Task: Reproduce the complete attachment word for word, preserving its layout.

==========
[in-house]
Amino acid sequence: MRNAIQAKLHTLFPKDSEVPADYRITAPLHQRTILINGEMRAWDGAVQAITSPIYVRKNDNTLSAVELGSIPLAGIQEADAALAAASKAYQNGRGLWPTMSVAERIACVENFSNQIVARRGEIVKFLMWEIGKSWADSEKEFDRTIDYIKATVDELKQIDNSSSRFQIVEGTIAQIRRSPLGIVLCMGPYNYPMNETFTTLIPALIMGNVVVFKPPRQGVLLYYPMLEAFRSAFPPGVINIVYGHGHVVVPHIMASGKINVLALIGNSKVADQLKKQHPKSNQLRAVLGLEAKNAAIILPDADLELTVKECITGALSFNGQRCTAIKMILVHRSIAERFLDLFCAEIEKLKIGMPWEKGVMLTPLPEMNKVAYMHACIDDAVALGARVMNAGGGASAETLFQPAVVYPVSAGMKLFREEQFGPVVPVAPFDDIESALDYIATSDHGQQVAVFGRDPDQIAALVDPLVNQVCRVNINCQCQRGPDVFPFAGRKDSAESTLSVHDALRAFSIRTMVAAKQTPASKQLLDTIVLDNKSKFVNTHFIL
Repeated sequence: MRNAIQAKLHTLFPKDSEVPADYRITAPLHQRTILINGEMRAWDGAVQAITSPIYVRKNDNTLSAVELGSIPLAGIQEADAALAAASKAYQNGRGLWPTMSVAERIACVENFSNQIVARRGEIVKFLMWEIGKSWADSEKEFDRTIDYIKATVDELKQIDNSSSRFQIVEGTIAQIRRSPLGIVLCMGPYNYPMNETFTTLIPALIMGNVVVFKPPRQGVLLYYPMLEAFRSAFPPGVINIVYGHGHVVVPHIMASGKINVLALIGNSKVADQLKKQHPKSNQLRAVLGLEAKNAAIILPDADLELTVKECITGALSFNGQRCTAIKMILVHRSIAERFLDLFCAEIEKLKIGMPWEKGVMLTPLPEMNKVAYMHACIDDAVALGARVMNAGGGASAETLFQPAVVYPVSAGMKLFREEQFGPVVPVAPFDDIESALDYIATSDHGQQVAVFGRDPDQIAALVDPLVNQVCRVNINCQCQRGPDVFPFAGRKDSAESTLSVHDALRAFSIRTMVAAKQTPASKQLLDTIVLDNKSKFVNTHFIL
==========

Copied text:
[in-house]
Amino acid sequence: MRNAIQAKLHTLFPKDSEVPADYRITAPLHQRTILINGEMRAWDGAVQAITSPIYVRKNDNTLSAVELGSIPLAGIQEADAALAAASKAYQNGRGLWPTMSVAERIACVENFSNQIVARRGEIVKFLMWEIGKSWADSEKEFDRTIDYIKATVDELKQIDNSSSRFQIVEGTIAQIRRSPLGIVLCMGPYNYPMNETFTTLIPALIMGNVVVFKPPRQGVLLYYPMLEAFRSAFPPGVINIVYGHGHVVVPHIMASGKINVLALIGNSKVADQLKKQHPKSNQLRAVLGLEAKNAAIILPDADLELTVKECITGALSFNGQRCTAIKMILVHRSIAERFLDLFCAEIEKLKIGMPWEKGVMLTPLPEMNKVAYMHACIDDAVALGARVMNAGGGASAETLFQPAVVYPVSAGMKLFREEQFGPVVPVAPFDDIESALDYIATSDHGQQVAVFGRDPDQIAALVDPLVNQVCRVNINCQCQRGPDVFPFAGRKDSAESTLSVHDALRAFSIRTMVAAKQTPASKQLLDTIVLDNKSKFVNTHFIL
Repeated sequence: MRNAIQAKLHTLFPKDSEVPADYRITAPLHQRTILINGEMRAWDGAVQAITSPIYVRKNDNTLSAVELGSIPLAGIQEADAALAAASKAYQNGRGLWPTMSVAERIACVENFSNQIVARRGEIVKFLMWEIGKSWADSEKEFDRTIDYIKATVDELKQIDNSSSRFQIVEGTIAQIRRSPLGIVLCMGPYNYPMNETFTTLIPALIMGNVVVFKPPRQGVLLYYPMLEAFRSAFPPGVINIVYGHGHVVVPHIMASGKINVLALIGNSKVADQLKKQHPKSNQLRAVLGLEAKNAAIILPDADLELTVKECITGALSFNGQRCTAIKMILVHRSIAERFLDLFCAEIEKLKIGMPWEKGVMLTPLPEMNKVAYMHACIDDAVALGARVMNAGGGASAETLFQPAVVYPVSAGMKLFREEQFGPVVPVAPFDDIESALDYIATSDHGQQVAVFGRDPDQIAALVDPLVNQVCRVNINCQCQRGPDVFPFAGRKDSAESTLSVHDALRAFSIRTMVAAKQTPASKQLLDTIVLDNKSKFVNTHFIL